Next is a section on the politics of the largest power in the sector. The Hub Federation, which has a supplement unto itself, is a nascent interstellar polity gradually expanding outward and making contact with many lost colonies. Long time Traveller players will see this parallels T4’s Milieu 0; those not familiar with T4 may still see parallels to Star Trek. Though the Hub Federation is weak, it is gradually growing and establishing itself. Time will tell how it grows and comes to dominate its neighbors.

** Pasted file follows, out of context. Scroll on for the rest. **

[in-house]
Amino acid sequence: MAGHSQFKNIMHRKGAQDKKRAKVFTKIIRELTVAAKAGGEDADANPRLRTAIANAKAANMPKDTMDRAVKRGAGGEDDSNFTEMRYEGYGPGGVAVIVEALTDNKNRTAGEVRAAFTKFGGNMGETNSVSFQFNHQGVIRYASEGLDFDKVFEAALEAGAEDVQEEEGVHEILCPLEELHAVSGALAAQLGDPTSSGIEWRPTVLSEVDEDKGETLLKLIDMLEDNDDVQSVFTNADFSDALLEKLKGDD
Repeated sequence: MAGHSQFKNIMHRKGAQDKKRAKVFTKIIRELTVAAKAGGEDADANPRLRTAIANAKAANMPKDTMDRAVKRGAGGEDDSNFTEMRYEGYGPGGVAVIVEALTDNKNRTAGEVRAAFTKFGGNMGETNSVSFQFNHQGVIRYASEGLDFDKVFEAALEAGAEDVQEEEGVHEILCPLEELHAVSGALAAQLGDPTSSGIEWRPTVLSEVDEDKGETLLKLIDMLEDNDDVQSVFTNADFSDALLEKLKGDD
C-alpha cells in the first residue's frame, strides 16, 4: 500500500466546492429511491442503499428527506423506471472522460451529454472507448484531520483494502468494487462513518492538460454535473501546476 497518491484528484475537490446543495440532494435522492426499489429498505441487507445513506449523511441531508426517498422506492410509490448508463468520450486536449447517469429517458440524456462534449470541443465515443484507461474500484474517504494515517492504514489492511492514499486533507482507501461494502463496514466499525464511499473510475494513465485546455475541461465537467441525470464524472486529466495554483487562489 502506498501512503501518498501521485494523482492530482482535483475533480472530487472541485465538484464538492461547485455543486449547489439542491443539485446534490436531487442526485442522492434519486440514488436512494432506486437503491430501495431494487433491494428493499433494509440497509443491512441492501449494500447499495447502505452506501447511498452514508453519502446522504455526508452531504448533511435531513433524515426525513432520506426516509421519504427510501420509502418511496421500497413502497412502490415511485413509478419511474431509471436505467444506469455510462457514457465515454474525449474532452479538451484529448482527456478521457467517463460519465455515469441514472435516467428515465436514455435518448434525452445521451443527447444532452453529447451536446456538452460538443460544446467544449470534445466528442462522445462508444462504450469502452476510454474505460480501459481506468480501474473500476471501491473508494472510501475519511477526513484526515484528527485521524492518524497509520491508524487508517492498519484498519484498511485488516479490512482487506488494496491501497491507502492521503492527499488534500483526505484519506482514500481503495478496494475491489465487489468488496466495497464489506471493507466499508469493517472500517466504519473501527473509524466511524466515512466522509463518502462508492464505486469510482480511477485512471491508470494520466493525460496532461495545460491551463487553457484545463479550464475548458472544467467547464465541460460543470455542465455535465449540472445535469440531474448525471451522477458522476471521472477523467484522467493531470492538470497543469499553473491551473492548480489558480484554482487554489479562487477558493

Religion often plays a divisive role in SFRPGs. The best games, like Fading Suns, put it front and centre by postulating the advent of religion as both refuge of the oppressed and tool of the oppressor. The key to crafting this balance is never to include too much real world discussions. The problem with fictional religions is that someone is bound to find a real world analogy. Religion in Traveller has often played the role of the antagonist to the rational, scientific future, yet as BITS’ 101 Religions shows, Traveller has as many religions as it does worlds. Gypsy Knight Games maintains this equilibrium of religion being an important motivator for both good and ill and steadfastly avoids the pitfalls of calling one religion good and virtuous and another the work the dark powers. Shades of grey are what dominate. Naturally, when we go to the Stars, we might expect aliens to become the new gods (for some that already occurred). But, what happens when there are no aliens, yet… That is the discussion of a science fiction universe where there certainly are signs that we are not alone, but those fellow sentients are no longer even on the other end of the galaxy… There are no overarching god-like aliens on this side of the Darkness. What lies beyond will be revealed in future supplements. I found the approach to be highly sophisticated and reminiscent of my favourite TV Show of recent memory – Outcasts. And, this vibe is entirely consistent with Classic Traveller until someone in GDW went back to Imperium board game and started populating Traveller with aliens.